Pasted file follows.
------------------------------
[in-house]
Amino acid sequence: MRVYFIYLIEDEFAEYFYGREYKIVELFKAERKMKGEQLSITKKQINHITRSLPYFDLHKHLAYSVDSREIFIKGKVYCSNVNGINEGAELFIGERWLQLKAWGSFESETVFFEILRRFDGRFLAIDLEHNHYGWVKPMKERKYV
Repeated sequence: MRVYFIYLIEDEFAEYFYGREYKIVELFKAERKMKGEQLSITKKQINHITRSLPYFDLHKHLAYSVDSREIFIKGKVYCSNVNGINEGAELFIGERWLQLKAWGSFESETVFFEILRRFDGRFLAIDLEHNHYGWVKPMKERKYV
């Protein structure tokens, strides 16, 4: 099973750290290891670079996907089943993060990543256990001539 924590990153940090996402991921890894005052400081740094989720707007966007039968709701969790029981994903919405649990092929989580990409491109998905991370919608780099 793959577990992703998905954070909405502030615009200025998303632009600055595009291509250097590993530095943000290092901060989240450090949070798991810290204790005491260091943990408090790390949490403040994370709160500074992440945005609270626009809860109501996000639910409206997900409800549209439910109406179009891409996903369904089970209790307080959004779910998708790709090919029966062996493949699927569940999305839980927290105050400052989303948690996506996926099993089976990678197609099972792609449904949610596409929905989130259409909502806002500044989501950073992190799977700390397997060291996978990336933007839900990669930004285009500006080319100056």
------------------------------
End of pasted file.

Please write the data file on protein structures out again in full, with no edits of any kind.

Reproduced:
[in-house]
Amino acid sequence: MRVYFIYLIEDEFAEYFYGREYKIVELFKAERKMKGEQLSITKKQINHITRSLPYFDLHKHLAYSVDSREIFIKGKVYCSNVNGINEGAELFIGERWLQLKAWGSFESETVFFEILRRFDGRFLAIDLEHNHYGWVKPMKERKYV
Repeated sequence: MRVYFIYLIEDEFAEYFYGREYKIVELFKAERKMKGEQLSITKKQINHITRSLPYFDLHKHLAYSVDSREIFIKGKVYCSNVNGINEGAELFIGERWLQLKAWGSFESETVFFEILRRFDGRFLAIDLEHNHYGWVKPMKERKYV
């Protein structure tokens, strides 16, 4: 099973750290290891670079996907089943993060990543256990001539 924590990153940090996402991921890894005052400081740094989720707007966007039968709701969790029981994903919405649990092929989580990409491109998905991370919608780099 793959577990992703998905954070909405502030615009200025998303632009600055595009291509250097590993530095943000290092901060989240450090949070798991810290204790005491260091943990408090790390949490403040994370709160500074992440945005609270626009809860109501996000639910409206997900409800549209439910109406179009891409996903369904089970209790307080959004779910998708790709090919029966062996493949699927569940999305839980927290105050400052989303948690996506996926099993089976990678197609099972792609449904949610596409929905989130259409909502806002500044989501950073992190799977700390397997060291996978990336933007839900990669930004285009500006080319100056």